How well does our BitDefender integration work?

Mobile malware is picking up steam. From malicious apps that send private and personal data to unknown third parties, to sound- and light-activated mobile malware, to mobile malware that can exfiltrate information from Windows PCs, mobile malware increased between 580% and 1000% last year, with tens of thousands of pieces of malware currently in the wild.

That’s why in December, BitDefender’s anti-malware technology was implemented in Cellebrite’s UFED Physical Analyzer software to analyze physical and file system extractions and provide a comprehensive malware report.

The integrated solution helps forensic examiners to pinpoint whether undetected malware aided the commission of crimes. More specifically, BitDefender unpacks apps’ .apk files and looks inside them for infected files. The company regularly and frequently updates its signature files, so each time you run UFED Physical Analyzer’s malware scanner, you get fresh malware signatures to scan images.

At Mobile Forensics World last month, presenters Carlos Cajigas and Pete McGovern with Florida-based EPYX Forensics used open source Linux-based tools to validate our integration of BitDefender mobile malware scanning. Among the tools: AVG and Clam, as well as BitDefender mounted within Linux Ubuntu.

As described in the EPYX blog, Cajigas had already scanned the image of an infected HTC Desire with UFED Physical Analyzer’s BitDefender integration. There, our software identified 331 infections.

After a review of how AVG, Clam, and BitDefender performed against 11,080 known pieces of malware identified from, a repository of samples, Cajigas ran AVG and Clam against the device’s image. They found only 14 and 19 infections, respectively. As he noted, this can be valuable low-hanging fruit that may be all that is needed to make a case.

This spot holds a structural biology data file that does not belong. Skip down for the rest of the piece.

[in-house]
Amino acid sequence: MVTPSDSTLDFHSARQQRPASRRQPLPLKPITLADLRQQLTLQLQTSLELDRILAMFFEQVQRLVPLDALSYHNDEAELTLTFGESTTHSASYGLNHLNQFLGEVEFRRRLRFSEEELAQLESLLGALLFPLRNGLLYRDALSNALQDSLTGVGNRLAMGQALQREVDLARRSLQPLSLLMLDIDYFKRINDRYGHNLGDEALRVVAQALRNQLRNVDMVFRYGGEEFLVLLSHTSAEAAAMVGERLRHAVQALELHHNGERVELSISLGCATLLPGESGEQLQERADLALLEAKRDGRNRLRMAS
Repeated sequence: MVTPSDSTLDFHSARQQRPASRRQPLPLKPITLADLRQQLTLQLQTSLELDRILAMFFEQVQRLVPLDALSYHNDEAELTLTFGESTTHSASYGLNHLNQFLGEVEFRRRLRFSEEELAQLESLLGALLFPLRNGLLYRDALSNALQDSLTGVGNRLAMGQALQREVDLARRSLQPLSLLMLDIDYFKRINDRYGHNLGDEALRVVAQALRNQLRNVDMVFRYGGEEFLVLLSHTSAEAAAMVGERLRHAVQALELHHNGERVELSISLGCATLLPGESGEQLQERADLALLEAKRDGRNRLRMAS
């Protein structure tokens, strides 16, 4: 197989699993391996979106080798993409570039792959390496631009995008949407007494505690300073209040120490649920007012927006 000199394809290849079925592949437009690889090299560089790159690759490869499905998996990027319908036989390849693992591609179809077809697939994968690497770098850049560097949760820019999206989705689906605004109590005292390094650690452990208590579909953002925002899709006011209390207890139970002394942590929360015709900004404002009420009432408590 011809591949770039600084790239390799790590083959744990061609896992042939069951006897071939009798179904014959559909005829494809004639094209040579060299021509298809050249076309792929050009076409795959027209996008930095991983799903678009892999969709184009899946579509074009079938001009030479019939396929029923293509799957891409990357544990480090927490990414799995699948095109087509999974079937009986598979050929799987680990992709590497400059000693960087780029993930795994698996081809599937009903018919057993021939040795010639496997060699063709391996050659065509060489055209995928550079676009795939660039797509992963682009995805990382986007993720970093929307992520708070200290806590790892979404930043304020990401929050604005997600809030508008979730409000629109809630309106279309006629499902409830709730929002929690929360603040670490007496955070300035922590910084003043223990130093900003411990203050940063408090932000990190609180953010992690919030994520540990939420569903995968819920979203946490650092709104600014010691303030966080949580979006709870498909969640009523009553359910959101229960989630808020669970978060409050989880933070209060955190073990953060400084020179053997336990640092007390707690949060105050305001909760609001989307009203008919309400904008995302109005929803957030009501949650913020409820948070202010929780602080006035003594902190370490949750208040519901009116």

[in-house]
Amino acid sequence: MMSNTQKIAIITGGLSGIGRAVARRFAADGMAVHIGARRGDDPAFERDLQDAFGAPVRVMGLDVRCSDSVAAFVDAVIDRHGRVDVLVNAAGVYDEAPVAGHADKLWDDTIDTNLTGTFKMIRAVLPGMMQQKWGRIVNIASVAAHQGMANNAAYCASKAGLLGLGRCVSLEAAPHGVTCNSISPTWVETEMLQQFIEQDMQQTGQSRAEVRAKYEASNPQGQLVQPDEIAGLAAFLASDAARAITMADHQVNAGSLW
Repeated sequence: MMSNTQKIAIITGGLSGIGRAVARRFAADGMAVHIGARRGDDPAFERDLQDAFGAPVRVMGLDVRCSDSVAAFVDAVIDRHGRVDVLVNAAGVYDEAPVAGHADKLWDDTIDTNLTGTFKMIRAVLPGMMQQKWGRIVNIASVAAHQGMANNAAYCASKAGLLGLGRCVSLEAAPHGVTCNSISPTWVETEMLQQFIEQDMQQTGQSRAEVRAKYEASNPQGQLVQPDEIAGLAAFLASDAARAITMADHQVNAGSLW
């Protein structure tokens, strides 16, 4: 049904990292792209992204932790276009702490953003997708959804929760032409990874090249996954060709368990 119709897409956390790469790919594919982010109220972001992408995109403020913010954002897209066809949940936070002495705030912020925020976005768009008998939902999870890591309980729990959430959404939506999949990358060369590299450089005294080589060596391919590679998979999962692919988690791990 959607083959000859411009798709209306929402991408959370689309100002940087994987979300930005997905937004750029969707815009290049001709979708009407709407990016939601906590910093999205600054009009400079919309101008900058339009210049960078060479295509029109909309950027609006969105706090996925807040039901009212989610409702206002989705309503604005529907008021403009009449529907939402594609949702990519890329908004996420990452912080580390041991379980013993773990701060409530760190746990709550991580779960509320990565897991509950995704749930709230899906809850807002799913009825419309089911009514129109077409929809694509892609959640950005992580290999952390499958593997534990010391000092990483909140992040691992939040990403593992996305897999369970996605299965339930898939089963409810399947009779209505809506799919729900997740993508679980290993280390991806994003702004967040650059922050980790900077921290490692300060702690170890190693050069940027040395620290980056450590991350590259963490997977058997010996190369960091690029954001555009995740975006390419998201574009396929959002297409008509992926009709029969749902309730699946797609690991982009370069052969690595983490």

Even so, a final scan with BitDefender uncovered 368 suspicious files out of 39,473 total files (including those within the 11,080 .apks); of those, 41 were viruses. Cajigas accounted for the discrepancy between this scan and the initial Physical Analyzer scan by stating that he had performed the first scan several weeks earlier—and that BitDefender had likely updated its signature files since.

Beyond the malware scan

Cajigas points out: “Simply scanning a device only points to the fact that there may be some evil on that image. Reverse engineering can find out if the image is in fact infected, or would be a false positive.”

What counts as a false positive? That depends. “If I root my phone, I will install BusyBox on it,” says Cajigas. “Because most people call it a hacking tool, malware detectors alert on it. But because it was intentionally installed, it’s not in fact malware. This makes it a false positive.”

Several variables determine whether a forensic examiner should move forward in determining whether a malware infection has any bearing on a case. One variable is the severity of charges. Another is what other evidence exists in the case. A case that hinges on mobile device evidence may require additional investigation so as to reduce reasonable doubt.

“If you find malware, how would you be satisfied that the malware you found is not related to the crime?” Cajigas asks. “The only answer is research and investigation.” He recommends pulling any infected .apks into a resource like Anubis, which “sandboxes” .apks for safe exploration. Here, it is possible to see what URLs the .apks are calling, along with any other suspicious behavior.

From there, it may be necessary to reverse engineer the suspected malware. Cajigas says this is an advanced skill which usually involves very specific training. Yet, developing this kind of skill—or finding an expert who has it—could be important to a case.

He offers the example of an .apk that is shown to be a worm. “Later on the examiner might determine that the worm opened a backdoor that calls to a command and control center, which steals information such as the device’s IMEI or ICCID—but does not download child porn,” he explains. This could be very important in a child exploitation case.